Mending My Bread-Maker Ways

My first effort at sourdough baking.  Looks very flat, but tastes good.  It can only get better (I hope).

My first effort at sourdough baking. Looks very flat, but tastes good. It can only get better (I hope).

I’ve baked bread for 37 years and always used commercial yeast for leavening. I make lovely, high-rise, whole wheat loaves that have great texture and slice well for sandwiches.

Then, one day, I stumble on a series on food history by Michael Pollan called “Cooked.” I am astonished that the bread I’ve been making for years has no hope of providing health and vitality. Not only that (if it weren’t enough of a jolt), it, by my own calculations knowing a bit about the role of sugar in obesity, has probably played a part in my own struggle with extra pounds. The bread I have made is only the home-made version of balloon bread. Sure, it doesn’t contain the chemical soup of commercial food-like substances, but it misses one crucial process required to break out the nutritional value of wheat and make it available to human bodies – fermentation.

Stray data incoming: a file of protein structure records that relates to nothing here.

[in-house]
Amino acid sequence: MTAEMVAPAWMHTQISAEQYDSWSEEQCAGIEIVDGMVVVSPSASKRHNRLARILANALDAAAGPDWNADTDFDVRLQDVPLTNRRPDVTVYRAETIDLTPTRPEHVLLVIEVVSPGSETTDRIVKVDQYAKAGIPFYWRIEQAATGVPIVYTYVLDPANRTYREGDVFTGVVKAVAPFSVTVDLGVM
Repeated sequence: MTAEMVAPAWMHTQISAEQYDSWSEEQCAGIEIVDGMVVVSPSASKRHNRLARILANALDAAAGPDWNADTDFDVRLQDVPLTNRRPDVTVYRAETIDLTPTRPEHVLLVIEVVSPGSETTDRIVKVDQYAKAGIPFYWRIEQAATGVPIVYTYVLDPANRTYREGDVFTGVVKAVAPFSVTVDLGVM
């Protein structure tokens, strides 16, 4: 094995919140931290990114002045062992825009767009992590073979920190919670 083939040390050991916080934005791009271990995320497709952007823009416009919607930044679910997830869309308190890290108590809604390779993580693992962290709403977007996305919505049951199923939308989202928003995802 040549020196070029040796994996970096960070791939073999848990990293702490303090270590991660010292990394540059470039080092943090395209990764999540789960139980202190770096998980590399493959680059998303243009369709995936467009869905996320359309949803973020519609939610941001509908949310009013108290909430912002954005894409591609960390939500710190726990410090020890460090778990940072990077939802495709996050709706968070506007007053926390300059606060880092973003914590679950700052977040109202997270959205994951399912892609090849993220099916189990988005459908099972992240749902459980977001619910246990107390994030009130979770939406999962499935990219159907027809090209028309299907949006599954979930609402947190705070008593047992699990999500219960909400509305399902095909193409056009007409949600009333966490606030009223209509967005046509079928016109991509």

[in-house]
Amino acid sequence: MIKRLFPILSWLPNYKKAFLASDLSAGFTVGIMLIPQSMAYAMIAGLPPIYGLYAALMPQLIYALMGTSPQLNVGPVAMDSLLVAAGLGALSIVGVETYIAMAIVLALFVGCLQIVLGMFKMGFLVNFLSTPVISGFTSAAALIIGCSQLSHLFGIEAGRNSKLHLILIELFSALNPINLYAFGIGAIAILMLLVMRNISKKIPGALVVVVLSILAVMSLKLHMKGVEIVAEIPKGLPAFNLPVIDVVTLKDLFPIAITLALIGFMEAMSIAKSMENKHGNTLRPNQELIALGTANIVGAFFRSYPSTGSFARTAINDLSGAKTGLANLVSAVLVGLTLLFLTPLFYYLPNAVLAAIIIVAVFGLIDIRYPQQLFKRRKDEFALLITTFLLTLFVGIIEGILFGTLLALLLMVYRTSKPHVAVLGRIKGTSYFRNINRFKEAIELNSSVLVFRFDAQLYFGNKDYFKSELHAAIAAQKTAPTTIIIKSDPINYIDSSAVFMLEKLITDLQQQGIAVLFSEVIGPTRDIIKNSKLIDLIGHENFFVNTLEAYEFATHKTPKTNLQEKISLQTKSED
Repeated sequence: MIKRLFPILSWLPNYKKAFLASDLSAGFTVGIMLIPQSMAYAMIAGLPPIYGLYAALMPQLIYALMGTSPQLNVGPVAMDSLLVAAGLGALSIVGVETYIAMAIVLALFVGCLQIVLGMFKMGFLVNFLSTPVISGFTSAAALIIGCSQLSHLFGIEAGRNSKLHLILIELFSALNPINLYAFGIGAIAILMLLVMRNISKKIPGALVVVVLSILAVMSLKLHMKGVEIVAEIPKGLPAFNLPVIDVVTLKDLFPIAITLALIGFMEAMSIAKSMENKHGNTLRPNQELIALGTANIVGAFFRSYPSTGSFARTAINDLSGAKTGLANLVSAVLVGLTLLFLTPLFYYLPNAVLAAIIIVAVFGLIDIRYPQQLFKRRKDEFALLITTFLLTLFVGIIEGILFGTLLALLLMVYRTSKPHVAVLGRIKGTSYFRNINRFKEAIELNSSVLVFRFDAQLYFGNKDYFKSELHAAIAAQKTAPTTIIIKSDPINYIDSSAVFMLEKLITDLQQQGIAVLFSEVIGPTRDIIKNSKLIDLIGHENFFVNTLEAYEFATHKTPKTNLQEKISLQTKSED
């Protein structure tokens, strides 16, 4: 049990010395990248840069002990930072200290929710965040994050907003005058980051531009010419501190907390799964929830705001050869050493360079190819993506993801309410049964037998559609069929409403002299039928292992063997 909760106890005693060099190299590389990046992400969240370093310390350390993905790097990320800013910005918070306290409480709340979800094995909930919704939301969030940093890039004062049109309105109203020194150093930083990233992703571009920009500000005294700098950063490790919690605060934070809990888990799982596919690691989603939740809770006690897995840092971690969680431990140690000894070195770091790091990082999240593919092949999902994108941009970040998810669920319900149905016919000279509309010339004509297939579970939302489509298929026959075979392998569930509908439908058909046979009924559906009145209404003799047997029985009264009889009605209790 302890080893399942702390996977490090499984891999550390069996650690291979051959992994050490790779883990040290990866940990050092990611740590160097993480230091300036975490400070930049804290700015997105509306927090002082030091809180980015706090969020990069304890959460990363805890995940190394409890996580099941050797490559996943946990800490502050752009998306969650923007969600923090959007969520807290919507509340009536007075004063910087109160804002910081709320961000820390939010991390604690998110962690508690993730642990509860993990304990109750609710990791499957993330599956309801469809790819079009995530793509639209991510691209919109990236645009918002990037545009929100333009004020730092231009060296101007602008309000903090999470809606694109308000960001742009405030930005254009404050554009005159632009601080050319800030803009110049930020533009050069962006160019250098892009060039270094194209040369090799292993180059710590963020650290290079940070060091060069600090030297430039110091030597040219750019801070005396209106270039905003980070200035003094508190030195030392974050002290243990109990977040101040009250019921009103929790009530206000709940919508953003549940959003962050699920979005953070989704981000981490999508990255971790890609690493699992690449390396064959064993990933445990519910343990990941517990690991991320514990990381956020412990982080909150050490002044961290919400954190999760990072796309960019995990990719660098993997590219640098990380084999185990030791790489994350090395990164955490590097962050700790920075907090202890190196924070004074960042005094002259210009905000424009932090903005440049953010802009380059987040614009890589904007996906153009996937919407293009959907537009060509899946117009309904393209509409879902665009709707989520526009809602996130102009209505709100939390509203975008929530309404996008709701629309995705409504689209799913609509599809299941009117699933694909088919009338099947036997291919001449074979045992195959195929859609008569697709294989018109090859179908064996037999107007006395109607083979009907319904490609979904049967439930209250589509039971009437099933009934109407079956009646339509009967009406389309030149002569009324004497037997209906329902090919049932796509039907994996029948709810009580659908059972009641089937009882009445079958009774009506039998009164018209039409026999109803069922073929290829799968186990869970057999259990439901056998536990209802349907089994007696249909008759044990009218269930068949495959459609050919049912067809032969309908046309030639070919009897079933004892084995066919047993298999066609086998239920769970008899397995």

Not one to dwell (very much), I am on a new bread-making path. This is a story that I’d like to share not only because of the importance of spreading the enlightenment I’ve stumbled upon, but also to encourage anyone looking on. I read somewhere on the internet that sourdough bread-making is not for beginning bakers. But, I disagree. If one is to bake bread, one must start doing it correctly from the beginning. Or else what’s the point?

On to my next try. With my first try, one of the mistakes I made (which my second try will bear out I hope) is that I worked the dough too close to baking time. I got impatient with the process, decided to change the shape of the dough, then, as soon as the oven was hot, I put the dough in the oven. Result: it stayed flat, spread out a bit, baked to a hard flat “paddle” shape (as you see above).


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